But I need your help—I am looking for introductions to people who have made the Second Act leap successfully. So if you or someone you know sounds like the kind of person I’m looking for, please send me an email at Gail@DreamSpinnerCommunications and put “Second Act Success” in the subject line. Thanks!

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Seven Great Reasons to Store Your Programs in the “Cloud” and Boost Your Productivity

by Gail Z. Martin

The term “Cloud computing” sounds intangible, and that’s just the point.

“Cloud computing” refers to access to software that is accessible via subscription over the Internet. Programs that reside in the Cloud are actually housed on the servers of the company that owns the software and which provides subscription access. Unlike traditional software, such as word processing or spreadsheet programs that are stored on your computer’s hard drive, programs that reside in the Cloud never have to be installed, updated or uninstalled from your computer. That’s the beauty of the “Cloud.”

Why would you want your software to be housed on the Cloud? Several good reasons come to mind:

  1. You don’t have to install the program, so you can use software that requires greater speed or memory than your desktop or laptop might possess.
  2. Because the software is stored on the Cloud, it doesn’t hog memory or bog down your computer.
  3. You don’t have to worry about updating the software; the tech staff at the company providing the software takes care of doing that.
  4. Since you access the software via the Internet (and a secure password), you can access your software (and possibly your related files) from any computer, anywhere you have an Internet connection.
  5. Since your access is via subscription (usually monthly or annually), your costs are much less than if you were to purchase a private license for the program.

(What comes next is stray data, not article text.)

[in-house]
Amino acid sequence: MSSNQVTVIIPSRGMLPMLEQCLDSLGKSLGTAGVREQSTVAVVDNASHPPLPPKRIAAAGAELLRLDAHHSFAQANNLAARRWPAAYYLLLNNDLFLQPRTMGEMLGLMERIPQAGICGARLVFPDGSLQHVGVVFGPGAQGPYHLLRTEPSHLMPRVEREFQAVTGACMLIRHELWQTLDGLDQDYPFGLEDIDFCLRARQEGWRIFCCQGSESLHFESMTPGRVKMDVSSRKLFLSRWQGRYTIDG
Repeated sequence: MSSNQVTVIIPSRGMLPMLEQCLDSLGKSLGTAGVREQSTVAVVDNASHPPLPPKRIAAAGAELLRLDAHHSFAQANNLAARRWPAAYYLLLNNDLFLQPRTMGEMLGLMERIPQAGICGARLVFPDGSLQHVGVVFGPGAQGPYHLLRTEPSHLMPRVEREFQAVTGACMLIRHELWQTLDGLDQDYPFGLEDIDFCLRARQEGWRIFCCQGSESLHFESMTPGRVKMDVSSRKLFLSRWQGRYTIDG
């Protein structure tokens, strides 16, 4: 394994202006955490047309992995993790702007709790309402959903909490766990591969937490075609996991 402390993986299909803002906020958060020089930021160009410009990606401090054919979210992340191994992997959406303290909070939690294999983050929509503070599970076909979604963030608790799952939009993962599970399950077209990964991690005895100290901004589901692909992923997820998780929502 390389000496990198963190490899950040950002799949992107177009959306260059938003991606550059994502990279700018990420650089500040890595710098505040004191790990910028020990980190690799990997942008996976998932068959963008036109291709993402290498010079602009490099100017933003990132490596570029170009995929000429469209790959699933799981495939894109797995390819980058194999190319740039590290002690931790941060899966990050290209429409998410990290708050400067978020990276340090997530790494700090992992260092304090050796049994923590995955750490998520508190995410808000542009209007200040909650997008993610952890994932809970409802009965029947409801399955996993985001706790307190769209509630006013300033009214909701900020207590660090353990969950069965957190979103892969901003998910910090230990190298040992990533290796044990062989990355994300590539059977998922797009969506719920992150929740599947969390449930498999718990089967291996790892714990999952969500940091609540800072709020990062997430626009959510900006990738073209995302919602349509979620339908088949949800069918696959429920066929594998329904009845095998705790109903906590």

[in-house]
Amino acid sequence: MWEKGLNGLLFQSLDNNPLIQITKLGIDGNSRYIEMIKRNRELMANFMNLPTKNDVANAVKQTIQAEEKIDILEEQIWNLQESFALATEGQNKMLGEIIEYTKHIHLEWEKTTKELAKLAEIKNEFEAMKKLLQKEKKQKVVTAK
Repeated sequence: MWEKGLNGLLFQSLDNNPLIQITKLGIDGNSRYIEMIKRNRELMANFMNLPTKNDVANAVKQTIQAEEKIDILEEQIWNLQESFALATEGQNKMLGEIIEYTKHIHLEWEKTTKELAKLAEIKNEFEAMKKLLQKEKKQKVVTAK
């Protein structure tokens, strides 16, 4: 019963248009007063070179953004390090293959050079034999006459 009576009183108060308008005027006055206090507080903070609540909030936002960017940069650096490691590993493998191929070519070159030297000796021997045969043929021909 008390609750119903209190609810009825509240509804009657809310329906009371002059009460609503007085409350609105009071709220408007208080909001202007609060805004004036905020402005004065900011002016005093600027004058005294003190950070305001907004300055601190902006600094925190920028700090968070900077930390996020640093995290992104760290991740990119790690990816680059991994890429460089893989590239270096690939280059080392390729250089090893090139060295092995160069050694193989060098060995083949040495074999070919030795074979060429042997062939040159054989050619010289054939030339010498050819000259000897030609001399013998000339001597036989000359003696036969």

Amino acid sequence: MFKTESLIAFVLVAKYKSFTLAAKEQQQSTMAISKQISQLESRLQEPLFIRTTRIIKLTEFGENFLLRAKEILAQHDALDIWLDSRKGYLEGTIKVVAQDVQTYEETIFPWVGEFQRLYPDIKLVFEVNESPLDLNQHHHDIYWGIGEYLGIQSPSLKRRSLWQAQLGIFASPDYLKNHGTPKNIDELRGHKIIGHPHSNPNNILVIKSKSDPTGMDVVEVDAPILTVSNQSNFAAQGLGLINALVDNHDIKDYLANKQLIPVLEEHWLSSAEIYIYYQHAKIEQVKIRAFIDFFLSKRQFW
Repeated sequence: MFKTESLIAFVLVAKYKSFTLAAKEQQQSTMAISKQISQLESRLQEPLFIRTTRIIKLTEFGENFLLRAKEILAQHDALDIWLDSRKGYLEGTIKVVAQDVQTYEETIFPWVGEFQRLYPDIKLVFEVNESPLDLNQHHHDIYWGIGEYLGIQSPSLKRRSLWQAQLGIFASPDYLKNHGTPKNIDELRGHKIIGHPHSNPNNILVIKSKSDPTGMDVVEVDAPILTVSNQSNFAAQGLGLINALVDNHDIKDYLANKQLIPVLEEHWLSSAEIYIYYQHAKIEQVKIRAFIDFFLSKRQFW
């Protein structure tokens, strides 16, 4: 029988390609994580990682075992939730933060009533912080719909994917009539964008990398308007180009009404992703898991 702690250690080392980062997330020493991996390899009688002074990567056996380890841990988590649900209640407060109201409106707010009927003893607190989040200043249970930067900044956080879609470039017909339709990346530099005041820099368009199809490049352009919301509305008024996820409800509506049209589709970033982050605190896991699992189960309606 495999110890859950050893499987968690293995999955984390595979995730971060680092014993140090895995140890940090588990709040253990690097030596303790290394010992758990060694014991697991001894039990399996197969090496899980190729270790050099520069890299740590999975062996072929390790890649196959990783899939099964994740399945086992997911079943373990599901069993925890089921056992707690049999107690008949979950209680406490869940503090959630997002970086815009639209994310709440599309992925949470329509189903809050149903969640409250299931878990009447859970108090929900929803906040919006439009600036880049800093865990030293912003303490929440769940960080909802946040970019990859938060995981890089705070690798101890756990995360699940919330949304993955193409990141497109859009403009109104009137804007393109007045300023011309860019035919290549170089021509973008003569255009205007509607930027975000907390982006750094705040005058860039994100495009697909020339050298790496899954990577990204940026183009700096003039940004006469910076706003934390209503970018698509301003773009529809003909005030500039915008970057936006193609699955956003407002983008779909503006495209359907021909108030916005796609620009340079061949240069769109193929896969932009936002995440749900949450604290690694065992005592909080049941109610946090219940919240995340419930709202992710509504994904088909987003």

6. When you no longer want or need the software, cancel the subscription. There is no software to uninstall on your computer.
  7. If there’s a problem with the software, your subscription includes access to technical support. It’s the provider’s responsibility to fix the bugs, and you don’t have to download patches or new versions.

Starting to see the appeal? Cloud computing programs offer extremely flexible access to powerful programs without the hassles of maintaining the software on your own computer. If you’ve ever suffered through a lengthy software download (especially one that needed to be done over several times), you’ll understand the appeal of being able to “visit” your software instead of needing to have it all on your hard drive.

Three Things You Should Know About Access-Anywhere Software

            Being able to access your software from anywhere on any device can be a real lifesaver when you’re on the road. Programs that live on web servers that you can access via the Internet are what Cloud Computing is all about, and it’s the key to using your smart phone and tablet PC to get more done when you’re on the go.

But if your programs don’t live on your computer hard drive, how safe are you from hackers and viruses?

If the idea of having your valuable and proprietary data residing in the Cloud worries you, there are steps you can take to set your mind at ease.

First, make sure that you understand the individual service provider’s privacy policies, terms of use, and recommended methods for safeguarding the security and integrity of your data.

Secondly, always back up essential information. This can mean creating a print-out, saving a Web-based document as a file or a screen shot, or copying essential information to your hard drive or an FTP (File Transfer Protocol) storage site. An FTP site allows you to store and share documents or files that are too large for regular email. Yes, FTP sites are also Cloud computing sites—a good example is, but there are many similar sites.